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Alas, there is no birthright citizenship for the San Diego Zoo’s giant pandas

Alas, there is no birthright citizenship for the San Diego Zoo’s giant pandas
Giant panda cub Mei Sheng watches mom Bai Yun at the San Diego Zoo as she munches on some bamboo in December 2003. (Ken Bohn/ AFP/Getty Images)

It’s hard to imagine Southern California without giant pandas. Yet, sadly, the pandas that have become synonymous with the San Diego Zoo made their last public appearance on exhibit Monday and will leave for China sometime in the near future.

I’d say they were returning to their homeland — and it is for the panda Bai Yun, 27, who arrived in San Diego in 1996. But the other panda, her son, Xiao Liwu, 6, was born here in San Diego. Alas, there’s no birthright citizenship for pandas.

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In fact, the contract under which the San Diego Zoo and the other three zoos in the U.S. that have pandas states that all the pandas here are on loan from China. Any offspring born here are sent to China around their third birthday. Xiao got to stay until he was 6. But they all go to China eventually. The 10-year contract with San Diego was extended to 23 years.

So they aren’t ours. Yet, they are.

We’ve been on panda baby watches, spent (or, some might say, wasted) hours watching the panda cam and become mesmerized by these bears that look like black and white stuffed toys come to life. The panda is the perfect antidote to life today — it’s not a lean, fast machine of any kind. It’s so deliciously Type … C. It just tumbles about, languid and unapologetically round, constantly eating. It deigns to mate but one or two days a year, saving its lust for solitary pursuits like more relaxing and eating.

In those past decades, two different adult males have come and gone. Bao Bao, meanwhile, has given birth to six cubs, the first by artificial insemination and the rest by her second mate, Gao Gao — who went back to China in October.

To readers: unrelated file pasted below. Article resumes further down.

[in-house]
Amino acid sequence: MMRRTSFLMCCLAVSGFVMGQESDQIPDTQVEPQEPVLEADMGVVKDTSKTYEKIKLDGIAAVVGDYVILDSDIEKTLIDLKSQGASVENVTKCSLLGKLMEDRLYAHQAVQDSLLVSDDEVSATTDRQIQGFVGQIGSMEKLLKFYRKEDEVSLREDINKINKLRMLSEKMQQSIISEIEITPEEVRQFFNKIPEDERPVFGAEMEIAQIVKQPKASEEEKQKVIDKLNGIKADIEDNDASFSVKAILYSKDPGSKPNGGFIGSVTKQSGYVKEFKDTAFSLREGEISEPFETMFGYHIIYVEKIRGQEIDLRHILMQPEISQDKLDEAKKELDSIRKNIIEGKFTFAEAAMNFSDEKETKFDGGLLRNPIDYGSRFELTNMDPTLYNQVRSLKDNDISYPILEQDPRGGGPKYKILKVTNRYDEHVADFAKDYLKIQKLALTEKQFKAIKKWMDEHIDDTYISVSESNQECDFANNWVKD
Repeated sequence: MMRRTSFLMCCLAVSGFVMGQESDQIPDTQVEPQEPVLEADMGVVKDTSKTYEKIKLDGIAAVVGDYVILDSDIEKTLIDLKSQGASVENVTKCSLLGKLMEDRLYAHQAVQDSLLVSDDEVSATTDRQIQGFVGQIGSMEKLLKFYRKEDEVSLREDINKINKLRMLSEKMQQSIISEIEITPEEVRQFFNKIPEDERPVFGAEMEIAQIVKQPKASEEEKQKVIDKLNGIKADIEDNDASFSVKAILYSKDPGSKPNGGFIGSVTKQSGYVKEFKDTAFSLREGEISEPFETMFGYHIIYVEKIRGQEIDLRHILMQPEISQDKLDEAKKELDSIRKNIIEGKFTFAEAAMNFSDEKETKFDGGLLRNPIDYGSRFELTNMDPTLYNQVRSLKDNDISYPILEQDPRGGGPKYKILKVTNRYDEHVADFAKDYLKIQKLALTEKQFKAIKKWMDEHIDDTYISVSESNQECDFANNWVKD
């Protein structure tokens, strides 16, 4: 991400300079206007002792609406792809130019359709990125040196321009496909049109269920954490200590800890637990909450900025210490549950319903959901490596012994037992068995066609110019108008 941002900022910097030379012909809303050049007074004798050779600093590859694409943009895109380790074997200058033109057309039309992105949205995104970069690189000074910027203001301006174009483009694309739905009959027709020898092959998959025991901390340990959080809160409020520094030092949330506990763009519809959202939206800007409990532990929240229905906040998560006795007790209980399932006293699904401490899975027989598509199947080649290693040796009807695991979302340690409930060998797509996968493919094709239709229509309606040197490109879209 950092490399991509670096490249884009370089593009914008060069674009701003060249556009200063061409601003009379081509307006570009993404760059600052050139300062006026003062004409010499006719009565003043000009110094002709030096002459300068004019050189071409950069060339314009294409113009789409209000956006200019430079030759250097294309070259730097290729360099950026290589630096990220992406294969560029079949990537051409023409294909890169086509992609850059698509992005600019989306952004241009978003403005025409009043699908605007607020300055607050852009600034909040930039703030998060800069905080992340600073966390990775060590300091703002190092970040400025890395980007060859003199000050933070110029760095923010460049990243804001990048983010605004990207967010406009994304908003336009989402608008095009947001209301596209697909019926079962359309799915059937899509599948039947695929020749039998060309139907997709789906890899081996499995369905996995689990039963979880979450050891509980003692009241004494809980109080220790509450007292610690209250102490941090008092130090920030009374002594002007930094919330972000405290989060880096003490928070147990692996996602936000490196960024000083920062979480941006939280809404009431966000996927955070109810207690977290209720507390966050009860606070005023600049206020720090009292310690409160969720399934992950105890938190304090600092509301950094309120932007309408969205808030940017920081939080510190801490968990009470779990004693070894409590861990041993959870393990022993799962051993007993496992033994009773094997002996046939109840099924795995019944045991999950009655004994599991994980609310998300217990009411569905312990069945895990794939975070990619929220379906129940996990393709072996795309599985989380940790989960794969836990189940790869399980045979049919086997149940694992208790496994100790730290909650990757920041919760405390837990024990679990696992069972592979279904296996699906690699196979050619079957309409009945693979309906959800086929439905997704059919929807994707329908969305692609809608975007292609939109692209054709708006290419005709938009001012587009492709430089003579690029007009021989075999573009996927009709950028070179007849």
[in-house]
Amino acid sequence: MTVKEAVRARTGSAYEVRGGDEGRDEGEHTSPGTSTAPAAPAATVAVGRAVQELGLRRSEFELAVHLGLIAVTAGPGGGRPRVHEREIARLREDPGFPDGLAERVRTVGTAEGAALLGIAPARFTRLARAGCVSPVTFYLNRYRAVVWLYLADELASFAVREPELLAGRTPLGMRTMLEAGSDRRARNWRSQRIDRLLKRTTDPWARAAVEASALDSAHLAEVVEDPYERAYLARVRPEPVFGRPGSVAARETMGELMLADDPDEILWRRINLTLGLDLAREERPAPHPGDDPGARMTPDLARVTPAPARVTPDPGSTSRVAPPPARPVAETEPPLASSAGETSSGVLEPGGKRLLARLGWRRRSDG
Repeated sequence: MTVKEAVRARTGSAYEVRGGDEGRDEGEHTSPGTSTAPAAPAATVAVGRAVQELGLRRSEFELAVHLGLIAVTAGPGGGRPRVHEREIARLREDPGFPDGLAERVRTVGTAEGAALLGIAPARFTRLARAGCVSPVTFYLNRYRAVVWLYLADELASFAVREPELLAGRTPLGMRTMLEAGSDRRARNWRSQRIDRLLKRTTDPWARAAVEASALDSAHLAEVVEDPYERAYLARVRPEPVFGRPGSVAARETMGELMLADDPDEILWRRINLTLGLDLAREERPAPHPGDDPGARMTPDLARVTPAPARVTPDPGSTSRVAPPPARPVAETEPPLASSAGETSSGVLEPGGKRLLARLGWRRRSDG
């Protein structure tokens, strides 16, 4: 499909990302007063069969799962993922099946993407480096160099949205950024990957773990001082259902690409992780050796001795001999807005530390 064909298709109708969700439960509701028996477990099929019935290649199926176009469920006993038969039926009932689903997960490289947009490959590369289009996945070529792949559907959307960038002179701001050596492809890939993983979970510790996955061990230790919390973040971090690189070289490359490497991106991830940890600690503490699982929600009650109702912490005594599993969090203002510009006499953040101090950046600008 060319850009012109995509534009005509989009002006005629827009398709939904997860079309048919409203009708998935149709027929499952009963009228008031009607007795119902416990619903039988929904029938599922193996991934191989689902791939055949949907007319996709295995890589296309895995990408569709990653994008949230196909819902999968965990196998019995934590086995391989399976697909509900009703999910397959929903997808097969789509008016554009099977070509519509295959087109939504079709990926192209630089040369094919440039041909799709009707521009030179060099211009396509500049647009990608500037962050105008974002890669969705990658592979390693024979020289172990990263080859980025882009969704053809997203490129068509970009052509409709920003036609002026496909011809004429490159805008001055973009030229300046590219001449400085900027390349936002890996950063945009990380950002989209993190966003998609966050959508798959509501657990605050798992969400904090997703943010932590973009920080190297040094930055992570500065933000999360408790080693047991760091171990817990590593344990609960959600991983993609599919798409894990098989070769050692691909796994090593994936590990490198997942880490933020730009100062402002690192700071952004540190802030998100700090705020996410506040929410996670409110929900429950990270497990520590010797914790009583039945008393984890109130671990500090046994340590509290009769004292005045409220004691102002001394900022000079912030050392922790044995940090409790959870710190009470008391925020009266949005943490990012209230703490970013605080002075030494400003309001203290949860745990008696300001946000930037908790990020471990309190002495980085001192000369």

In the spring of 2000, I went to San Diego with my 2-and-a-half-year-old nephew and his mother, who was game for this adventure despite being eight months’ pregnant, to visit whichever little panda fur ball of hilarity was the cub of the moment. (A look through the archives indicates that it must have been Hua Mei.) We waited in line, talked in hushed voices (as the zoo staff instructed us all to do, lest we disturb the little one) and hoped the pandas wouldn’t wander off exhibit, as was their right, as we got to the front of the line. We were not disappointed. The baby gamboled with her mom and hung upside down from a low-hanging branch until she fell off and the crowd collectively let out a sotto voce “awww.” She scampered up and resumed playing.

We spent all these years in Southern California fostering them, and now China wants them?

I say: Don’t go! Resist! Do what frustrated tenants across California do when threatened with eviction: Lawyer up and fight to keep your home. (Do you really want to winter in China?) Don’t amble into the travel crate your keepers have, no doubt, spent months coaxing you to get accustomed to. Don’t walk in no matter how much bamboo they pack into it as a lure.

We forget how endangered pandas were two decades ago and how rare it was to have a cub born and survive. The San Diego Zoo’s giant panda conservation and research program did much to develop new techniques to decrease panda infant mortality. Negotiating a contract with China (the only supplier on Earth of the rare pandas) to get pandas is financially and politically challenging. Zoos reportedly hand over $1 million a year to China for conservation efforts for each year of a contract.

The San Diego Zoo says it has spent millions over the last 25 years furthering conservation efforts for pandas in China. Two decades ago, the wild population of pandas was estimated at under 1,000. In 2014, that number had gone up to more than 1,800. In 2016, the status of giant pandas was upgraded from endangered to vulnerable by the International Union for Conservation of Nature. The San Diego pandas will go to a conservation and research center in China.

Los Angeles tried for pandas once, to no avail. Then-Mayor Jim Hahn attempted a panda deal on a 2002 trade mission to China. Instead, the Chinese offered us golden monkeys. Then the deal for the monkeys fell through too. Once San Diego’s pandas depart, only three zoos in the U.S. will still have pandas: the National Zoo in Washington, D.C., Zoo Atlanta and the Memphis Zoo.

I checked the zoo’s panda cam one last time on Monday and there was a giant panda, gnawing on bamboo, lolling about, its rump covered in bits of grass. Again, I urge — just say no to China

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